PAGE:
On Monday, 4 January 2021 04:01:42 GMT Ian Haywood wrote:
> In investigating async file I/O I came across this. In a nutshell it's
> the new epoll()
> It's marginally more efficient although this is only apparent at very
> high loads.
> What's more interesting is that io_uring accepts files as
> well as network/pipe handles: avoiding the need for threads.
What threads? Why do you call out file FDs different from socket FDs?
The point of io_uring is to avoid transitions between user and kernel right?
Nothing to do with thread.
In current twisted you can run complex network code without threads
> Here's a good intro: https://unixism.net/loti/index.html
Also there is full coverage of io_uring on lwn.net.
Its a fast evolving kernel API.
> If people think an IoUringReactor is worthwhile I'll open a ticket and
> make a start.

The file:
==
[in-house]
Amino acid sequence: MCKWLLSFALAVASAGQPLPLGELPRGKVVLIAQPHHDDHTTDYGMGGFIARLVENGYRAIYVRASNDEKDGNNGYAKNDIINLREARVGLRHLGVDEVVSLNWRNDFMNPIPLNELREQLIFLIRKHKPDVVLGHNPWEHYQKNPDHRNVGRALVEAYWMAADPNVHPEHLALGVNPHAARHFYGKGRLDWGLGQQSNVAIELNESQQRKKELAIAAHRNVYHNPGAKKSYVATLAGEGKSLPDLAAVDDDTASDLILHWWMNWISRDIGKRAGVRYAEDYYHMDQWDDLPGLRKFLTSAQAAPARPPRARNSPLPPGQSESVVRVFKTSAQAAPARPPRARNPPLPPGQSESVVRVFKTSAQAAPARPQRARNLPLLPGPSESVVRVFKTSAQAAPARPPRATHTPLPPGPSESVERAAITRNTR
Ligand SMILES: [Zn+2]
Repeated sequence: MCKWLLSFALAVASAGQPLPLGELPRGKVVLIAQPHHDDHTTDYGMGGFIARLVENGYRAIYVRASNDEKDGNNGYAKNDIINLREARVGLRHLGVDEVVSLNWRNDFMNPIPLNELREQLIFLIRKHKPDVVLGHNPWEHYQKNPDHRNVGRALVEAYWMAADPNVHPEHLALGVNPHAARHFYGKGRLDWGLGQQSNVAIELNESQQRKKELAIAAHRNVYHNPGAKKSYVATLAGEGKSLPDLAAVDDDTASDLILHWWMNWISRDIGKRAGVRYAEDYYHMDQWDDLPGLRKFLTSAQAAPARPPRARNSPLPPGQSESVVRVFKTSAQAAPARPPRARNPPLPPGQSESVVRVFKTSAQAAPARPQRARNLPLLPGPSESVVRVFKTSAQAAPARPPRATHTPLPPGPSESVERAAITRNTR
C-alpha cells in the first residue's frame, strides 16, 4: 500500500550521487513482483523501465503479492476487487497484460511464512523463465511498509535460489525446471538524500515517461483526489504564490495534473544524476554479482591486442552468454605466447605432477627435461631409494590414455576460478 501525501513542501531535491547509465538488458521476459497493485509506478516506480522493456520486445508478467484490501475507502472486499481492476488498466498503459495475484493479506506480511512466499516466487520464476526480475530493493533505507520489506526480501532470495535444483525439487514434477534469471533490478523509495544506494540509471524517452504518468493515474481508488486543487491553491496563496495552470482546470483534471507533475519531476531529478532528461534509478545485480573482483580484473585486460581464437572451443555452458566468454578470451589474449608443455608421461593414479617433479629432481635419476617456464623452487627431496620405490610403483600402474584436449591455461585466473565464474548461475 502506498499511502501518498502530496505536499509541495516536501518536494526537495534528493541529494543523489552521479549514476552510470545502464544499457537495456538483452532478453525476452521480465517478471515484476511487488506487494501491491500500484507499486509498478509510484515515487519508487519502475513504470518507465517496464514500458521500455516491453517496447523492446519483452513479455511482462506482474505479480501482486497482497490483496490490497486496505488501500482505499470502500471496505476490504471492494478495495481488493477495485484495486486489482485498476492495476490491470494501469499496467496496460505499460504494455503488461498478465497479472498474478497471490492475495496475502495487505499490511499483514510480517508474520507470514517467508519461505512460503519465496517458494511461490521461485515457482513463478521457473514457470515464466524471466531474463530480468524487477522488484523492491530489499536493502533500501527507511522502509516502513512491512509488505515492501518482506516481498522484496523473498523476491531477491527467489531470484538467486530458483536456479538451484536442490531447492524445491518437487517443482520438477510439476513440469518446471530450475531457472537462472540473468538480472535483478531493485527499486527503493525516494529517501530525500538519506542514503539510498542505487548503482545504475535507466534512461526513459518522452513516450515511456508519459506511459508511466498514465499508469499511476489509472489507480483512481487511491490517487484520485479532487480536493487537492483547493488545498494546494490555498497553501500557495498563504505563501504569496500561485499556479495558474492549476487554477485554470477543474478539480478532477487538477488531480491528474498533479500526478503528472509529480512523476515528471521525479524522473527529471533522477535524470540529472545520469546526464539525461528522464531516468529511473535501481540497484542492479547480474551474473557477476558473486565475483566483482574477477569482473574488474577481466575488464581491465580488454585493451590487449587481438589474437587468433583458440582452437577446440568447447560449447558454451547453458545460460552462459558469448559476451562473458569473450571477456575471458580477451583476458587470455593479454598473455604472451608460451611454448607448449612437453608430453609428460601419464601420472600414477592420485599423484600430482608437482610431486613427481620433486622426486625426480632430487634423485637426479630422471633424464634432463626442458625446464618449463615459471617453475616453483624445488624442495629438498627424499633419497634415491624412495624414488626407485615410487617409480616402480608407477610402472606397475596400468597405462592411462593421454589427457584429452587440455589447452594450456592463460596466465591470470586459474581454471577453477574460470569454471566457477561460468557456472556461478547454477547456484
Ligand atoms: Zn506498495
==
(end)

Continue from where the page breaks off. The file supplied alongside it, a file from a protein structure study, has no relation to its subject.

I'm guessing that you will need to write a Python extension to get at
io_uring or use ctypes. Is that what you where expecting?
> However it will need a reviewer... :-)
Yes this is going to be complex code that few people have any experience with.
Just so there's a counter-perspective out there, I would like to suggest that reactors are neither magical nor particular complex in the grand scheme of software and that if you start with the assumption that a piece of code is going to be complex and hard to review then you will almost certainly create a piece of software that is complex and hard to review.
My recommendation would be to instead start with the assumption that it's just a bit more mundane code binding a relatively small and straightforward C API related to copying bytes from one location to another. Yea, maybe there will be some hassles getting it to compile smoothly in all the desired environments or maybe there will be a few tricky areas for memory management or some other kind of low-level, localized bookkeeping - but those kinds of issues don't have to make for a complex piece of code. Starting from this assumption, try to produce an implementation that is straightforward, well-factored, and easily reviewed. What do you have to lose?